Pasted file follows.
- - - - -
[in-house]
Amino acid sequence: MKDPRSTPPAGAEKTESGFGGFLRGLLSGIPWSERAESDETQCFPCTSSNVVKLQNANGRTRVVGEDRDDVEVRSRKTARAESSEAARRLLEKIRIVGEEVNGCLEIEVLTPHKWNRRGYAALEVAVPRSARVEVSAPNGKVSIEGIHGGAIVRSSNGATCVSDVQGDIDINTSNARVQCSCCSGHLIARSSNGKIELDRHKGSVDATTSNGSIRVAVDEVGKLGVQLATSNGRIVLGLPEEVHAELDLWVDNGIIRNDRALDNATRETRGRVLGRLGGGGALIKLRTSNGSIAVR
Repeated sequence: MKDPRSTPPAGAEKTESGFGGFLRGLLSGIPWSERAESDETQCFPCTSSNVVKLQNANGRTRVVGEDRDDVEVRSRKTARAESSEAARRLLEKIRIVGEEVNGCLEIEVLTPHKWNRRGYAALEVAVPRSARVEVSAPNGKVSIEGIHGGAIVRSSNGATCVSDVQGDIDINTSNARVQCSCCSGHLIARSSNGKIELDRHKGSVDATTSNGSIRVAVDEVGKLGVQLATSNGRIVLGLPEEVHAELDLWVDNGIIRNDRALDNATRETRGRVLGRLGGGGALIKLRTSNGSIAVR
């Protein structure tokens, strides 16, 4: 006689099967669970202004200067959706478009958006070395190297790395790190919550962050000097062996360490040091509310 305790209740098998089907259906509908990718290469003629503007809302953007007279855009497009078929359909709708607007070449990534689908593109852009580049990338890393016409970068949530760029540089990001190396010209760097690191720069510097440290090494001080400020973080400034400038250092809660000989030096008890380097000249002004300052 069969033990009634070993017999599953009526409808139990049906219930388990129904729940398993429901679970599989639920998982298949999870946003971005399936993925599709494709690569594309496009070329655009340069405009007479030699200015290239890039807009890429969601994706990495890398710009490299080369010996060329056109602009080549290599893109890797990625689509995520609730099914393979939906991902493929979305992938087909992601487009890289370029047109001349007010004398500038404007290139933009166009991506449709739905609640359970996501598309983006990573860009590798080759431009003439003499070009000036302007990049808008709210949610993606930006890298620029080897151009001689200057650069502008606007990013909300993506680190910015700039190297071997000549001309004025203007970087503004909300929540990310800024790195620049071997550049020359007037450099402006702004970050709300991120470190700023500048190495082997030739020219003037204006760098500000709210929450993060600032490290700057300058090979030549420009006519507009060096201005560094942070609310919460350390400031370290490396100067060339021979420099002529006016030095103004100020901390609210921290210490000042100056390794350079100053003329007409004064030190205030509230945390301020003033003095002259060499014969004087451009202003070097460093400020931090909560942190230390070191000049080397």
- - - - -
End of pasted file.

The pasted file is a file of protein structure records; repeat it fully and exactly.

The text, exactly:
[in-house]
Amino acid sequence: MKDPRSTPPAGAEKTESGFGGFLRGLLSGIPWSERAESDETQCFPCTSSNVVKLQNANGRTRVVGEDRDDVEVRSRKTARAESSEAARRLLEKIRIVGEEVNGCLEIEVLTPHKWNRRGYAALEVAVPRSARVEVSAPNGKVSIEGIHGGAIVRSSNGATCVSDVQGDIDINTSNARVQCSCCSGHLIARSSNGKIELDRHKGSVDATTSNGSIRVAVDEVGKLGVQLATSNGRIVLGLPEEVHAELDLWVDNGIIRNDRALDNATRETRGRVLGRLGGGGALIKLRTSNGSIAVR
Repeated sequence: MKDPRSTPPAGAEKTESGFGGFLRGLLSGIPWSERAESDETQCFPCTSSNVVKLQNANGRTRVVGEDRDDVEVRSRKTARAESSEAARRLLEKIRIVGEEVNGCLEIEVLTPHKWNRRGYAALEVAVPRSARVEVSAPNGKVSIEGIHGGAIVRSSNGATCVSDVQGDIDINTSNARVQCSCCSGHLIARSSNGKIELDRHKGSVDATTSNGSIRVAVDEVGKLGVQLATSNGRIVLGLPEEVHAELDLWVDNGIIRNDRALDNATRETRGRVLGRLGGGGALIKLRTSNGSIAVR
């Protein structure tokens, strides 16, 4: 006689099967669970202004200067959706478009958006070395190297790395790190919550962050000097062996360490040091509310 305790209740098998089907259906509908990718290469003629503007809302953007007279855009497009078929359909709708607007070449990534689908593109852009580049990338890393016409970068949530760029540089990001190396010209760097690191720069510097440290090494001080400020973080400034400038250092809660000989030096008890380097000249002004300052 069969033990009634070993017999599953009526409808139990049906219930388990129904729940398993429901679970599989639920998982298949999870946003971005399936993925599709494709690569594309496009070329655009340069405009007479030699200015290239890039807009890429969601994706990495890398710009490299080369010996060329056109602009080549290599893109890797990625689509995520609730099914393979939906991902493929979305992938087909992601487009890289370029047109001349007010004398500038404007290139933009166009991506449709739905609640359970996501598309983006990573860009590798080759431009003439003499070009000036302007990049808008709210949610993606930006890298620029080897151009001689200057650069502008606007990013909300993506680190910015700039190297071997000549001309004025203007970087503004909300929540990310800024790195620049071997550049020359007037450099402006702004970050709300991120470190700023500048190495082997030739020219003037204006760098500000709210929450993060600032490290700057300058090979030549420009006519507009060096201005560094942070609310919460350390400031370290490396100067060339021979420099002529006016030095103004100020901390609210921290210490000042100056390794350079100053003329007409004064030190205030509230945390301020003033003095002259060499014969004087451009202003070097460093400020931090909560942190230390070191000049080397």